This is a good thought. A lot of people blindly follow a vegetarian diet based on propaganda, but there is some truth to that. Especially now that meat is so highly demanded. I have done a fair amount of research on it and my main issue is the environmental affect that our demand for meat has. I have always thought... "meat should be a treat!"

I really just want to sustain the environment. God gave us a wonderful Earth and a lot of us are taking advantage of it! We are over-indulging and simply not caring.
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  #12  
Old Mar 17, '14, 12:52 pm
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JimR-OCDS JimR-OCDS is offline
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Default Re: Catholics and Vegetarianism

There is nothing wrong with eating meat, just bad farming practices.


There are plenty of sources for grass fed free range cattle, chickens and eggs, but you have to do a little research and be willing to pay the high cost for these. Also, we have to keep in mind that the change toward better farming practices is going to take time. If the US were to ban feed lots and stockyards this year, the nation would end up in a vast famine. Low yield farming techniques have failed in the past, they would cause much suffering if mandated by government.


Being a vegetarian for the right reasons, especially spiritual reasons like many of the monastic orders, is a good thing.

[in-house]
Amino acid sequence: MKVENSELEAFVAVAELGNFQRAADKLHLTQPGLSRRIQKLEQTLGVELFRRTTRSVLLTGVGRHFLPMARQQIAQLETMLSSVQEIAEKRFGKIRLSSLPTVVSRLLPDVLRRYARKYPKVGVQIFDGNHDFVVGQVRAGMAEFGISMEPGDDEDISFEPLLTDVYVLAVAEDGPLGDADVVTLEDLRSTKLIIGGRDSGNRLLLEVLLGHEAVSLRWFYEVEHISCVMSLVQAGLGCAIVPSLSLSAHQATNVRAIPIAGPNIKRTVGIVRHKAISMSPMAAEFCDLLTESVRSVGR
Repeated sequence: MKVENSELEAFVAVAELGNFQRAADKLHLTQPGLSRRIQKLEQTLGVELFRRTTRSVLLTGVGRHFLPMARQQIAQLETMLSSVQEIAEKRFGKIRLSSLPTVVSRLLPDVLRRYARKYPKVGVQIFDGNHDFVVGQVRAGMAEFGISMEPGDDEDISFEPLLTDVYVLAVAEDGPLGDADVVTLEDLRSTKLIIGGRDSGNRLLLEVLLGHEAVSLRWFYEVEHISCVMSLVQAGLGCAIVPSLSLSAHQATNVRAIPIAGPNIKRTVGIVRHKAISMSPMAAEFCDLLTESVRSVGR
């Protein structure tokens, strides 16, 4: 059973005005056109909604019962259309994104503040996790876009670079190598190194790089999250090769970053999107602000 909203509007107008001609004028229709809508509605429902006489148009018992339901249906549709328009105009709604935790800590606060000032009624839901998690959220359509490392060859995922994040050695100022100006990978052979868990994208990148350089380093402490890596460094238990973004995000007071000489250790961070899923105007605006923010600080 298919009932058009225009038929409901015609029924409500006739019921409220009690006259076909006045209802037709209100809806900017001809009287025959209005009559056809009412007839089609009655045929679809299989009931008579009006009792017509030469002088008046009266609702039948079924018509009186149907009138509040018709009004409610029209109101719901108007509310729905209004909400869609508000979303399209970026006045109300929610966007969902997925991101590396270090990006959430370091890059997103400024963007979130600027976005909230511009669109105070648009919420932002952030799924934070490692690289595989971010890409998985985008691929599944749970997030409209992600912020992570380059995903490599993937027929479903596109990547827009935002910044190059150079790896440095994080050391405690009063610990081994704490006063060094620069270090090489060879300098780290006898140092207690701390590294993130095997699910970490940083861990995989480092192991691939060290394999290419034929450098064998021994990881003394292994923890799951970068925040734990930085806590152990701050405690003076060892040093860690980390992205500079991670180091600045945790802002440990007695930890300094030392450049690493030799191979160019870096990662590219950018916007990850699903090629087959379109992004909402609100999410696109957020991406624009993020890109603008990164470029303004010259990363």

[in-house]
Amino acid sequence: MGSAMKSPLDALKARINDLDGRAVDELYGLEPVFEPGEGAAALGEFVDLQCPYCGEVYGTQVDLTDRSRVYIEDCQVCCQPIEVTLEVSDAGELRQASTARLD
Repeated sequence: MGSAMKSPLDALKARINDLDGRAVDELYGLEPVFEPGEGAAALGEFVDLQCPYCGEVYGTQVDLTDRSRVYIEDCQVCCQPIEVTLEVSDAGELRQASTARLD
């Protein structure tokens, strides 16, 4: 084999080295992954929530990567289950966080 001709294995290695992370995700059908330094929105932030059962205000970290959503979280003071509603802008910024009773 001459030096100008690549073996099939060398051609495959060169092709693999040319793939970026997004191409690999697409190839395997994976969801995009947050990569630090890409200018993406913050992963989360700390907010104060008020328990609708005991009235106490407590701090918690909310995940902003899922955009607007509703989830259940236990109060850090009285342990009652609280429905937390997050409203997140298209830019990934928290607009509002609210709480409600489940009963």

Trying to impose vegetarianism on the rest of the wold is not.


Jim
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  #13  
Old Mar 17, '14, 12:53 pm
Joie de Vivre Joie de Vivre is offline
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Default Re: Catholics and Vegetarianism

Quote:
Originally Posted by Nelka View Post
Don't forget we breed more animals than we consume.

It's up to you what you eat but the one thing that annoys me about vegetarians is if I cook a meal I have to cook a second meal for the veggie but when I visit a veggie it is just a vegetarian meal and no second meal for us.

The last thing I want to eat is tofu.

When I cook vegetarian I don't use tofu, really, it isn't that hard.
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  #14  
Old Mar 17, '14, 1:52 pm
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Brigid34 Brigid34 is offline
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Default Re: Catholics and Vegetarianism

Quote:
Originally Posted by Joie de Vivre View Post
When I cook vegetarian I don't use tofu, really, it isn't that hard.

Tofu is what is thought of as what vegetarians eat, but I haven't used tofu either.
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  #15  
Old Mar 17, '14, 1:59 pm
Joie de Vivre Joie de Vivre is offline
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Default Re: Catholics and Vegetarianism

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Originally Posted by Brigid34 View Post
Tofu is what is thought of as what vegetarians eat, but I haven't used tofu either.
Indeed and somehow Catholics managed to survive Lent back when meat, eggs and diary were off the menu before tofu was introduced to the West.